Permission to Quit

It’s 10K Season in Richmond. In about a week more than 40,000 runners will descend on the city and make their way up Monument Avenue and back. For the last four years, I have been one of those runners. This year I am not.

Last year I woke up on the day of the race and didn’t feel great. Not horrible, but not great. Marginal. But I had signed up and trained. I had to do it; surely I would always wish I had run. Always regret not doing it. So I ran and then that afternoon curled up in bed and shivered while my head throbbed. Clearly, running had been a bad idea.

Reflecting on it a year later, I’m sure that I would not have regretted staying home; but I do sort of regret pushing my body to run six miles, when what it needed most was to rest. I loved the feeling of finishing the 10K for the first time at age 30. I also love the feeling of walking to work and going to the gym most days. I love that I can run a mile pretty much anytime I want (something I couldn’t do pre-10K training four years ago). Choosing not to train for and run the 10K this year hasn’t made me love any of these things less.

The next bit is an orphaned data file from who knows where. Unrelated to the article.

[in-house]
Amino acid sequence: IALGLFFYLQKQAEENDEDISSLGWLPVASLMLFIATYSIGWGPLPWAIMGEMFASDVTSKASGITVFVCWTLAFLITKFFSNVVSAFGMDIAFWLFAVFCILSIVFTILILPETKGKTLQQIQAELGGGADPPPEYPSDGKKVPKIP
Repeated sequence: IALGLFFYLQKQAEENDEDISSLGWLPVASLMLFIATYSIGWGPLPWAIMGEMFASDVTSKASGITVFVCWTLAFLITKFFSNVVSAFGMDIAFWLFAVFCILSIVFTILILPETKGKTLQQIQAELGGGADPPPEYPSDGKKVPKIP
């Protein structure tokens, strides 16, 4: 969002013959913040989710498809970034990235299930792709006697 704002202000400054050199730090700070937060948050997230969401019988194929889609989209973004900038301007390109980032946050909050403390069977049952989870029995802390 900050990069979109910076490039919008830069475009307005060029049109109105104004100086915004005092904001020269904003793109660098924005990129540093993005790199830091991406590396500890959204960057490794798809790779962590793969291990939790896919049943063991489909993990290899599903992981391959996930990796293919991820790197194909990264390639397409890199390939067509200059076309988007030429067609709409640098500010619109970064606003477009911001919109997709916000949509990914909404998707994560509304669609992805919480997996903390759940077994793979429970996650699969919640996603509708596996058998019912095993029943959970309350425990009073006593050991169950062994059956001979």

I can be stubborn. And this coupled with the persistent societal message that “quitting is bad” makes it hard for me to walk away from things. But sometimes we need to, right? Is not running that race, or turning down that meeting request really so terrible? I say no. Not if I’m not passionate about it. And certainly not if it frees up time and space for the people and things that I love.

In fact, perhaps the thing we most need to quit, is being hard on ourselves about all those little things we feel we shouldn’t quit.

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